Snoqualmie Valley Master Gardeners: Indoor Seed Propagation and Planting

This is the second guest post this spring from the Snoqualmie Valley Master Gardeners Association Intern, Beverly Morrow.

Now is the time to start indoor seed propagation for your summer vegetables and flowers. Not only will this save money, but you can also plant varieties you want to try, that local nurseries may not carry. Here’s what you need to get started:

grow light

Good quality seeds

In our maritime cool climate, plants such as tomatoes, cabbage, broccoli, eggplant, peppers, cucumbers, corn, basil, and flowers such as zinnia, marigolds, and petunias require a head start by being sown indoors before being planted outdoors. Read the seed packets for information about planting times and care.

Seed growing container

Greenhouse kits are made for starting seeds indoors and typically include a planting cell container, a tray to hold water, pellets of either coir (shredded coconut husk) or peat moss, and a clear plastic lid to cover the cells.

Seedling heating mat

The range of soil temperatures for most seed germination is between 70-80˚F., so a heating mat provides consistent temperatures and the seeds will sprout faster.

Supplemental lighting 

Use fluorescent or multi-spectrum light bulbs to provide light for your new seedlings.

Seed label supplies

Use plastic strips cut from butter or yogurt containers for labels.  With a black permanent marker, write the seed name, date planted and days to germinate (look on the seed package) on the label.
Spray bottle

As the seeds sprout they need to stay moist.

Larger transplant pots

About 12-14 days after sprouting or when the roots start growing out the bottom of the cell chamber, you’ll want to transplant the seedlings into larger pots.

Fertilizer

Fertilize the seedlings after the first true leaves appear with a diluted fertilizer that has a ratio of about 5-1-1 (nitrogen, phosphorus, and potassium); fertilize once or twice a week.

When to plant the seeds

Most seed packets suggest starting seeds indoors 6-8 weeks before the last possible frost where you live. For the Snoqualmie and North Bend area, the average last frost is around April 29; a safe, last frost date is May 15.  So anytime from mid to late March is ideal.

Some seeds should not be started indoors because they sprout so easily outdoors once the soil temperature is 60-65˚ F. Don’t start beets, radishes, turnips, onions, potatoes, or carrots indoors or leafy greens like chard, lettuce, or spinach indoors. You can plant corn and beans directly in the warm spring soil near the middle/end of May with success if the soil is workable and warm.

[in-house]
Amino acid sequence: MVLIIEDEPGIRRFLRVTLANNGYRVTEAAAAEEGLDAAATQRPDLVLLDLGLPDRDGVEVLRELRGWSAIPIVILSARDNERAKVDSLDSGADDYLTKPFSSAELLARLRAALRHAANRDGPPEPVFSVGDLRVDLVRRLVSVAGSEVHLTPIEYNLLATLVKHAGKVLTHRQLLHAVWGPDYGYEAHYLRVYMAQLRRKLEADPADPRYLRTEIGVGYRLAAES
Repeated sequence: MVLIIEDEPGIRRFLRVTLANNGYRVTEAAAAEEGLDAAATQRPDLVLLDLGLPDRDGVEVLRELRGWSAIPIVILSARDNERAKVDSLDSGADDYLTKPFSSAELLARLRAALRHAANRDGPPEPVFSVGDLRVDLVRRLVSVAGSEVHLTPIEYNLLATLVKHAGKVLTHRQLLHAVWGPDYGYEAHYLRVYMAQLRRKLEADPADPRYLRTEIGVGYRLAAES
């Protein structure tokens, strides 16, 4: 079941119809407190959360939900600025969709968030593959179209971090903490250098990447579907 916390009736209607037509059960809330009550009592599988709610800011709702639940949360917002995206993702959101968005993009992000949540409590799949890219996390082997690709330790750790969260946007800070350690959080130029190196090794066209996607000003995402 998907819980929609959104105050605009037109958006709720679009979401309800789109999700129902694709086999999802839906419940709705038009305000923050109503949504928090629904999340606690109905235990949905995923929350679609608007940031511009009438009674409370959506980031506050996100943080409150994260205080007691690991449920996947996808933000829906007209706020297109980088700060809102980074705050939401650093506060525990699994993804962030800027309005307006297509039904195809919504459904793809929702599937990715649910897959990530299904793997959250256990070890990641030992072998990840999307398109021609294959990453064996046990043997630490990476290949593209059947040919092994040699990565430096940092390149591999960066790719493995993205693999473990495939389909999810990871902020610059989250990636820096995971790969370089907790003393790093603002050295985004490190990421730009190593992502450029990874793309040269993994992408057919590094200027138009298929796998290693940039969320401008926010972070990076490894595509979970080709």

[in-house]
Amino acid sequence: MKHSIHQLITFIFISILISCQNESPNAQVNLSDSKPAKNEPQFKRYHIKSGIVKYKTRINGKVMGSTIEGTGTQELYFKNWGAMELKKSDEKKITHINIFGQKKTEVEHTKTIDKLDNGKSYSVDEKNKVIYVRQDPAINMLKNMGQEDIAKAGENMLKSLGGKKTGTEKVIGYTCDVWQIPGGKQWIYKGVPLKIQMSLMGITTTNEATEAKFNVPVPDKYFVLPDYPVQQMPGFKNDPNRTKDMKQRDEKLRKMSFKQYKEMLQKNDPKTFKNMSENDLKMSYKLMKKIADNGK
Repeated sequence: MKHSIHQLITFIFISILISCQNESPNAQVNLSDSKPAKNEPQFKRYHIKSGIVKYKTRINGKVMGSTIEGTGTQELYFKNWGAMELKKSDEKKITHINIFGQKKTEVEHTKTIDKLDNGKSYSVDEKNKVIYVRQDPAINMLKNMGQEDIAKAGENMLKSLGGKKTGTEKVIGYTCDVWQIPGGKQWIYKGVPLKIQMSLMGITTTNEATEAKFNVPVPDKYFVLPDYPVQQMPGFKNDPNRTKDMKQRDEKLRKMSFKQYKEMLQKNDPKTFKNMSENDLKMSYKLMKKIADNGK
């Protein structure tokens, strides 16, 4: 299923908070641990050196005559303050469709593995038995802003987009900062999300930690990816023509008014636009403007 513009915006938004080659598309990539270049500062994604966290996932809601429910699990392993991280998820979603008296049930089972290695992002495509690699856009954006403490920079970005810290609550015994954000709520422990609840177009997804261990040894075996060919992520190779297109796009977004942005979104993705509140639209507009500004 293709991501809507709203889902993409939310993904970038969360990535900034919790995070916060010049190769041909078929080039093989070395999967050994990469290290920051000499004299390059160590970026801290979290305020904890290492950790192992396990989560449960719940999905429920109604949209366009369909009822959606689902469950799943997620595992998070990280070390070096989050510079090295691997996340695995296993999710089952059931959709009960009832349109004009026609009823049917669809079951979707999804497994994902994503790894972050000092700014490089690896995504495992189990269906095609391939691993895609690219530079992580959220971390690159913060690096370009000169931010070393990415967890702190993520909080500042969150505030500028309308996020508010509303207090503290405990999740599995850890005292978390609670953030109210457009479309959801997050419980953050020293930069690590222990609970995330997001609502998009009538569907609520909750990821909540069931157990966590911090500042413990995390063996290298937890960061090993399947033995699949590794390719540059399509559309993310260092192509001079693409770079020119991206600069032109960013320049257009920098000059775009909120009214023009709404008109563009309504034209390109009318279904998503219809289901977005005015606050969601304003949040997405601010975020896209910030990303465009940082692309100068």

Seed planting

If you’re using a greenhouse growing kit, fill each growing cell with a coir/peat pellet (flat side down to maintain their shape as they expand) or seed starting soil mix; water it until it is very wet. To save money use yogurt cups or plastic tubs (poke drainage holes in the bottoms) or pots made from newspapers (avoid colored ink); all work fine but are not as convenient and hassle free as the growing kits with pellets.

Place one seed in each cell, cover with a pinch of moist coir/peat mix material or soil at the depth recommended on the seed packet. Tap down the wet mix gently to surround the seed in the wet mix, then cover the tray with the plastic lid that is part of the seed kit. Place the trays on a heating mat, plug it in and leave it on 24/7. Seeds germinate in the dark so don’t use the grow light yet. Do not let the soil dry out! Mist the soil with the spray bottle.

What to do after the seeds sprout

Once the sprouts are 1/2 inch tall, move the cell tray under the grow lights. Take the clear lid off the tray, and place the grow light about 2 inches above the seedlings. Keep seedlings moist but not “standing in water” wet. Use a full spectrum or fluorescent bulb for light and hang the light so it can be raised up as the plants grow. Turn the light off the plants at night or after 16 hours of light per day (they need a dark cycle to grow).

Transplanting to bigger pots.

When roots start coming out the bottoms of the seed cells, it is time to transplant them. Be sure the mix is wet so it clings to the roots and prevents transplant shock.  Carefully remove each seedling with soil intact into a new 3-4 inch pot.  Plant the seedling about a ½ inch deeper than it was in the cell – this gives the stem more support. Place the new transplant back under the light. Be sure the soil is moist all around the new seedling. Each time the roots grow out the bottom of the transplant pots, transplant to size larger pot.

Two weeks before the outdoors planting date, take the seedlings outside for a few hours each day gradually exposing the plants to the outdoor environment. This is called “hardening off”. Bring them indoors at night, but continue to increase the outdoor exposure. When you’re ready to plant the seedlings in the garden, water them well and then water again after transplanting. Fertilize once a week and be sure to protect the new transplants from slugs and rabbits.

More information on vegetable gardening can be found on our website at www.svmastergardeners.com.

[The author is an intern in the WSU Extension Master Gardener Program. Extension programs and employment are available to all without discrimination. Evidence of noncompliance may be reported through your local Extension office.]

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